So, I got up early again yesterday for another long, but inspiring Martin Luther King Day Rally & March. It was a really beautiful day (cold and clear), and the mountains in both directions (the Cascades and Olympics) were so gorgeous I wanted to get off the bus to take pictures of them. No time though (or so I thought), and continued on. On past Garfield High, the usual start of the rally & march, still under construction for the second year in a row. Just a little further south, to Franklin High.
I did stop to take a photo of the sculpture near the pedestrian overpass, gleaming in the morning sunlight. Also, an sign with an inspiring quote by Martin Luther King: “Faith is taking the first step, even when you don’t see the whole staircase.” Past the gym, where the rally would be later, on to the main school, past a collection of key sculptures. Inside other groups were setting up their tables, before the morning’s workshops at 9:30.
Alas, I had no table, even though I did have some of the Amnesty International literature. Our group leader, Aaron, was running late. Finally, he got there, and we set up our table. We had only a little over an hour left, and the workshops were already going on; but we collected signatures for the freedom of Shi Tao, a journalist imprisoned in China because his internet information was given up by Yahoo!, and for justice for Troy Davis, on death row in Georgia, whose case is on appeal. We also handed out flyers for our upcoming film festival, Feb. 13 – 17, and the Feb. 2 benefit concert at the High Dive that KEXP’s Audioasis is throwing for the festival.
Aaron offered to take down the table, so I headed over to the gym. The rally had already started (and I must have missed a few speakers). There were more to come, though. Among our speakers were King County Council Member Larry Gossett and Congressman Jim McDermott. Then Larry Gossett introduced us to the young students who were involved in the 1968 sit in at Franklin High, including himself, and the teacher at Franklin who supported them at the time, Roberto Maestas, founder and current Executive Director of El Centro de la Raza. See Larry’s biography on HistoryLink to learn more! That was also one of the more intriguing workshops going on earlier while we were tabling.
Oscar Eason, former President of the Seattle NAACP headed up the fundraising section of the rally accompanied and followed by gospel and other inspirational music. Then a group of students from Foster High talking about a more recent walk out and forming a black student union.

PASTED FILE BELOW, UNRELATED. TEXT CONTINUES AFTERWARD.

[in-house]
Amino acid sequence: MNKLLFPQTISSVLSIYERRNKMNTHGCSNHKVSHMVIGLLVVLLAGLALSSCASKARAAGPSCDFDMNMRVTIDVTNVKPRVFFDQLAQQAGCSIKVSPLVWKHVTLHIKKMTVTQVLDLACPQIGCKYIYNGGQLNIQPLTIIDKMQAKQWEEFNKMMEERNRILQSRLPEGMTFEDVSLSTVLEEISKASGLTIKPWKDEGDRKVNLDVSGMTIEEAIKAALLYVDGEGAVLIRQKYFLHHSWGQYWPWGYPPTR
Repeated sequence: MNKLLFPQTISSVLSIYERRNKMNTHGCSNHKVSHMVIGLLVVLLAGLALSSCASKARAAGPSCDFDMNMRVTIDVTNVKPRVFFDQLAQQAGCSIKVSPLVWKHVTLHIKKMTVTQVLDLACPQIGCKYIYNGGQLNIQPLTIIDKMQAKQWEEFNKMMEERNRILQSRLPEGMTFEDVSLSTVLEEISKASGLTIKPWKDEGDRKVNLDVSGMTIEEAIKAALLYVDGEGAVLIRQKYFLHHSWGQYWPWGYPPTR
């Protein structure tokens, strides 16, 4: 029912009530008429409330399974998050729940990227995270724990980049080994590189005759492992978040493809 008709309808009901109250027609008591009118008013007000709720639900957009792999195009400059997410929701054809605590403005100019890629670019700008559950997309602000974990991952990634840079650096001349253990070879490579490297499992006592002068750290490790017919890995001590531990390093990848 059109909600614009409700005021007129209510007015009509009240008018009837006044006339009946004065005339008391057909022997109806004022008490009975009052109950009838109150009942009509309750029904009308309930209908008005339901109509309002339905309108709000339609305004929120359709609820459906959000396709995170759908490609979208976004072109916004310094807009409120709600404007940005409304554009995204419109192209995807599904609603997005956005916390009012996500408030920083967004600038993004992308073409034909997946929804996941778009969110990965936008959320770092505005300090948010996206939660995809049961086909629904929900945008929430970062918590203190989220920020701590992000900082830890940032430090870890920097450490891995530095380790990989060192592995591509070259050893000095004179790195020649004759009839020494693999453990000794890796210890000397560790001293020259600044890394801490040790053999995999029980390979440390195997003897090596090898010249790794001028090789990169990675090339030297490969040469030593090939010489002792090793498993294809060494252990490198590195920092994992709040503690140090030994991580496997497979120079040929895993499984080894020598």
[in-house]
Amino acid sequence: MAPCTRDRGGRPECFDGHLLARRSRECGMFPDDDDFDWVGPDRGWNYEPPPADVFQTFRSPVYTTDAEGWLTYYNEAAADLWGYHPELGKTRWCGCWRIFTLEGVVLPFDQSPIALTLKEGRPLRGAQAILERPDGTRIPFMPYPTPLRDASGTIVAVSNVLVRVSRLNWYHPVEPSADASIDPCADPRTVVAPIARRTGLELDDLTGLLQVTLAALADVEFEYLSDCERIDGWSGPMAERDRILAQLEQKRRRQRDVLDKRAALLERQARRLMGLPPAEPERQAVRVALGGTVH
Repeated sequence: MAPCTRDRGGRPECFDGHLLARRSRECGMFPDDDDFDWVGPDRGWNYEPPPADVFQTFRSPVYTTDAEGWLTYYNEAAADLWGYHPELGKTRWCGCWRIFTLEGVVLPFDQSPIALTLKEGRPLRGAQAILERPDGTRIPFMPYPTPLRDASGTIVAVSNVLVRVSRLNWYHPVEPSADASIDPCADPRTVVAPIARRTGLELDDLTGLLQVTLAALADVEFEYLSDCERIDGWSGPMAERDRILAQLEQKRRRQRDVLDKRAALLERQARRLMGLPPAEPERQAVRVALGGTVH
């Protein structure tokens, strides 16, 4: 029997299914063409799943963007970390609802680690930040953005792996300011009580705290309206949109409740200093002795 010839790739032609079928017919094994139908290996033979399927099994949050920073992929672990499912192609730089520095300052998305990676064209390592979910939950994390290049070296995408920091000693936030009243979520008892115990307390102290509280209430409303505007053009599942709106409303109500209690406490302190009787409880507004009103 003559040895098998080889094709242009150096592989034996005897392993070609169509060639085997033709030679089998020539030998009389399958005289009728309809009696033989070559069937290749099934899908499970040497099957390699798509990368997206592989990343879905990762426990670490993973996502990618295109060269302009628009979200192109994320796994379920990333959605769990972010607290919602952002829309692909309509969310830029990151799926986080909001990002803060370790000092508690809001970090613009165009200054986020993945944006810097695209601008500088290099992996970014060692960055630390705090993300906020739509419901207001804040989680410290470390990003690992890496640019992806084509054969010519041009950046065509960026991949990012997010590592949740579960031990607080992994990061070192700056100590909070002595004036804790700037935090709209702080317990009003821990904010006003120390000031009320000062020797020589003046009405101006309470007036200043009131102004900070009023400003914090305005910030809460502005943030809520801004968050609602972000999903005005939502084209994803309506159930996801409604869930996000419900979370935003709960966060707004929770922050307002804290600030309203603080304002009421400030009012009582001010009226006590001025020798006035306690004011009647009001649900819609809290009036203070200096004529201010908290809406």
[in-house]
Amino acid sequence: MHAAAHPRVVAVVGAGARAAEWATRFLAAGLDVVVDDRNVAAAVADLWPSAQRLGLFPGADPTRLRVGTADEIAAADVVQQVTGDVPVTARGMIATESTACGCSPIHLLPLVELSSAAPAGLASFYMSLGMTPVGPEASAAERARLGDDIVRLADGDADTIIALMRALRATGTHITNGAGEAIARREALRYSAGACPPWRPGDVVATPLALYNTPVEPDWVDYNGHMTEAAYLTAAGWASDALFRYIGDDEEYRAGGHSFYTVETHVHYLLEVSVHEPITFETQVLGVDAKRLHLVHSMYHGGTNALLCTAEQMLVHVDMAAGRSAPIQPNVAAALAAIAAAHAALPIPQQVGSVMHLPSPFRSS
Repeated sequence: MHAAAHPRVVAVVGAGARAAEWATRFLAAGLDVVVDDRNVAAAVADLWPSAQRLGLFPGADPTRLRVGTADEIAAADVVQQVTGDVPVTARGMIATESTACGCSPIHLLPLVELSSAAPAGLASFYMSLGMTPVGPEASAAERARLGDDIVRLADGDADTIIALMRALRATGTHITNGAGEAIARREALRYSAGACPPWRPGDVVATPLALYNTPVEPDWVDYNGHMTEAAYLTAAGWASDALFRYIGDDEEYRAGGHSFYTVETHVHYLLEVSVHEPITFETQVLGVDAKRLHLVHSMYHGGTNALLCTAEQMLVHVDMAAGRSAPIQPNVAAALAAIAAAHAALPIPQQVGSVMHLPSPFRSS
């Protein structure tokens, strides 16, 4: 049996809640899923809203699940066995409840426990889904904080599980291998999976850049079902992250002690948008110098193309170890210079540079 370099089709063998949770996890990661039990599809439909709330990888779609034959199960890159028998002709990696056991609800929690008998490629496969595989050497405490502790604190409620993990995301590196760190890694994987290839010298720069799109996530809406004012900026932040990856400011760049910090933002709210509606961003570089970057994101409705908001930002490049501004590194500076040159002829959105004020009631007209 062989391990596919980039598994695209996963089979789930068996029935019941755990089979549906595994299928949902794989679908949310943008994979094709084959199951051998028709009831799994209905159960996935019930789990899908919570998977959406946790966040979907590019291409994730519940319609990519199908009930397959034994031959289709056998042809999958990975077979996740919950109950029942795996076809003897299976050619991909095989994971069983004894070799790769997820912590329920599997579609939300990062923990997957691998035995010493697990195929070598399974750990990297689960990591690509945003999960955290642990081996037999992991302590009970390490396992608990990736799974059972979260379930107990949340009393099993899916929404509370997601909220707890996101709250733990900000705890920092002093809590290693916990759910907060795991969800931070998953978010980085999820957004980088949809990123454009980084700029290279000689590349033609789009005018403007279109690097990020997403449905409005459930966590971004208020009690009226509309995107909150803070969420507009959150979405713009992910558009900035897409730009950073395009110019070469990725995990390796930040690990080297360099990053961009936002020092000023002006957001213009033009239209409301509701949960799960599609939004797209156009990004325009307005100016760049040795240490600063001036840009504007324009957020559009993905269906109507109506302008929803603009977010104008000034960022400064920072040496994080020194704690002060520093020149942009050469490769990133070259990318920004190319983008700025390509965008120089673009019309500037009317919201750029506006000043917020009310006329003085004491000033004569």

Then Redwolf Pope, from the United Indians of All Tribes, talked about how the denial of tribal sovereignty over crimes involving non-natives allowed white men to get away rape of Native American women on tribal land, something documented by Amnesty International’s report Maze of Injustice: The Failure to Protect Indigenous Women from Sexual Violence in the USA. Part of a long, sad history including children being taken away from families and put in boarding schools where they were abused. scarring generations.
A member of the Veterans for Peace told us of the continued government harassment of Lt. Ehran Watada, now not allowed to leave the Army after his service time is up. Lt. Watada spoke at last year’s rally while they were trying to court marshall him.
Then the inspirational kid. You know, the one who can make a speech so inspiring he can move a gymnasium full of adults. The one you’re sure will be mayor, or maybe President, by the time you’re collecting social security (well, if it exists; we’ll be lobbying him about that!). The one that makes you think, what was I doing at that age. . . Yeah, the future!
The blessing, was to be given by the Somali clergyman. Yet, we learned more, as he told us of U.S. involvement in the war over there. One that’s been forgotten. As was the invocation, which was then given by a clergy woman.
Signs were handed out on the way out, as the first rally was over, and it was time for the march. Aaron was waiting, for our fellow AI marchers, with the banner prominently displayed on the hill. Where no one could have missed us, if they were there (and not marching with another group). . ., but we were it, and me a shutter bug! Luckily, Aaron had the banner on a stick, so one person could carry it. . .
We were marching right in front of the marching band playing playing Mardi Gras and peace & justice favorites – from Masters of War and Down by the Riverside to Hallelujah, I’m a Bum (a depression era song) and When the Saints Come Marching In.
We marched to Martin Luther King Park for another rally. The water in the fountain was frozen, but Aaron is from Minnesota and just wearing a long sleeved shirt and t-shirt. He suggested we go to the top of the amphitheater with the banner.
After the rally, the crowd disbursed, most of us heading back to Franklin for food. Aaron took the banner to the car. I took a look at the line, and decided I needed to slip around the back way to use the girls room. I had a chance to say hi to Larry Gossett, who I ran into in the hall. Snapped a picture of the lunch line before going out to join the end of it. I had my doubts, even though Larry had urged us all to go back there after the rally, as there was food for 2,000 (and fish as well as fried chicken, deep frying being, unfortunately, bad for me these days). I ran into Jane from the Seattle Federation for a Democratic China and then Aaron joined us in line. Alas, they ran out of food just as we got there! It was worth it, though, for the acapella version of Stand By Me that broke out in the lunch line!